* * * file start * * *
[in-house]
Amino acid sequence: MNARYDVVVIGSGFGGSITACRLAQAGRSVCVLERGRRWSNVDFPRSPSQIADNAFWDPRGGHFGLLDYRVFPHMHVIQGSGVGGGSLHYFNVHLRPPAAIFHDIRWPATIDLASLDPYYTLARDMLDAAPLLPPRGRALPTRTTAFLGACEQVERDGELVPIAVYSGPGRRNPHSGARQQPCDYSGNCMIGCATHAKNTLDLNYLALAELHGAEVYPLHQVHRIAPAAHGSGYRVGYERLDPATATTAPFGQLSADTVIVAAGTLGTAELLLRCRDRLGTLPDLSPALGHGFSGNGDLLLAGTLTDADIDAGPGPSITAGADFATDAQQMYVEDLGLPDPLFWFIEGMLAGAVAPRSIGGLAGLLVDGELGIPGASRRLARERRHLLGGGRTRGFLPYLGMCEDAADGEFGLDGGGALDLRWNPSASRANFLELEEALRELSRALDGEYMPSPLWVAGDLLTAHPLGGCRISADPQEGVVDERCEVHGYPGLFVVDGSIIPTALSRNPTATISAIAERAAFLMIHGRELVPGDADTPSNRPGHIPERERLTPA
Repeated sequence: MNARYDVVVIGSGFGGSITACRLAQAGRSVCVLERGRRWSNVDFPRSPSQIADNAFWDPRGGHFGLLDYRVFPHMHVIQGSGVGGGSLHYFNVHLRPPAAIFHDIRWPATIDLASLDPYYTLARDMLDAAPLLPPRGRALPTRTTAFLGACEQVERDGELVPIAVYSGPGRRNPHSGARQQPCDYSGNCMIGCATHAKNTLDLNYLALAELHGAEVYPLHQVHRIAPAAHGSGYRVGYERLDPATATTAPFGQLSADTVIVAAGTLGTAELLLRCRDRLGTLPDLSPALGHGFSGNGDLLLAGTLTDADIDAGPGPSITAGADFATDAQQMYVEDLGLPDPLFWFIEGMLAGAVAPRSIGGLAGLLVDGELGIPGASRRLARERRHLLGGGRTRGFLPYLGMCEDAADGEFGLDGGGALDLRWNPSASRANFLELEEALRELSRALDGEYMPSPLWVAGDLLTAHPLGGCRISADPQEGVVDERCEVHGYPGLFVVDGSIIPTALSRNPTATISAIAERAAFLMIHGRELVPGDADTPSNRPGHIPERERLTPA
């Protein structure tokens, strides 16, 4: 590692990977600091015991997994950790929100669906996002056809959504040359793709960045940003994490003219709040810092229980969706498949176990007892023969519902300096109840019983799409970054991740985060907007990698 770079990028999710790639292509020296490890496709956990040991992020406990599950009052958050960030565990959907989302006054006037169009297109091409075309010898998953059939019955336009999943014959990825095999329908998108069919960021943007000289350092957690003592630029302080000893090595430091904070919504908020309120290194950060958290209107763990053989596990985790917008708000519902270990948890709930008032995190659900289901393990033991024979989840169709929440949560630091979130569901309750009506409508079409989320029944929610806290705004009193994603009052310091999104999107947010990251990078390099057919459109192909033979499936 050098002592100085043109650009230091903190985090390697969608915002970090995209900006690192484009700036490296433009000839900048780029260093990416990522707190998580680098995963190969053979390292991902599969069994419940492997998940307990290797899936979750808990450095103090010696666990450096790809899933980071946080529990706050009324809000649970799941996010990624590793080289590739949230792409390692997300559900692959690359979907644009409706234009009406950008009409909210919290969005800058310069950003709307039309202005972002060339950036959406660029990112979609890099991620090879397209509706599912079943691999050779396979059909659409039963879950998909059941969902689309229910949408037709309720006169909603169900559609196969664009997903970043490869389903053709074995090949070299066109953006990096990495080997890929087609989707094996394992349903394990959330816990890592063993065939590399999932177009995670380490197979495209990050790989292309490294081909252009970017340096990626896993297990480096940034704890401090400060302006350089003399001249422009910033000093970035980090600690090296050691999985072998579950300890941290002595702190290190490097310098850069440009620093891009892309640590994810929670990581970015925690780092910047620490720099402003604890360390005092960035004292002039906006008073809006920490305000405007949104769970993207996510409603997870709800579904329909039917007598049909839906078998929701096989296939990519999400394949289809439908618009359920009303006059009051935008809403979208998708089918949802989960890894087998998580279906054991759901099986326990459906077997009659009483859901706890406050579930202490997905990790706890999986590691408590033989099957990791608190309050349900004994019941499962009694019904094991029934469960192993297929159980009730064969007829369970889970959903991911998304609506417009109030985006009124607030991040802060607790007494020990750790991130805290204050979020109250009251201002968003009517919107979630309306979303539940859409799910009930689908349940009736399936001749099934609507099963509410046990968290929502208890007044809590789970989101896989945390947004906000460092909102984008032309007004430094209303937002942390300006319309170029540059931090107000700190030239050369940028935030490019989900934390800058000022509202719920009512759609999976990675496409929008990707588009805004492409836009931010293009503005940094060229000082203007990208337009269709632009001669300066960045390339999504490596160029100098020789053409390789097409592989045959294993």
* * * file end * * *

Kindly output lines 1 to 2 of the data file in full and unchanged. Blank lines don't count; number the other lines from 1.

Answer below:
[in-house]
Amino acid sequence: MNARYDVVVIGSGFGGSITACRLAQAGRSVCVLERGRRWSNVDFPRSPSQIADNAFWDPRGGHFGLLDYRVFPHMHVIQGSGVGGGSLHYFNVHLRPPAAIFHDIRWPATIDLASLDPYYTLARDMLDAAPLLPPRGRALPTRTTAFLGACEQVERDGELVPIAVYSGPGRRNPHSGARQQPCDYSGNCMIGCATHAKNTLDLNYLALAELHGAEVYPLHQVHRIAPAAHGSGYRVGYERLDPATATTAPFGQLSADTVIVAAGTLGTAELLLRCRDRLGTLPDLSPALGHGFSGNGDLLLAGTLTDADIDAGPGPSITAGADFATDAQQMYVEDLGLPDPLFWFIEGMLAGAVAPRSIGGLAGLLVDGELGIPGASRRLARERRHLLGGGRTRGFLPYLGMCEDAADGEFGLDGGGALDLRWNPSASRANFLELEEALRELSRALDGEYMPSPLWVAGDLLTAHPLGGCRISADPQEGVVDERCEVHGYPGLFVVDGSIIPTALSRNPTATISAIAERAAFLMIHGRELVPGDADTPSNRPGHIPERERLTPA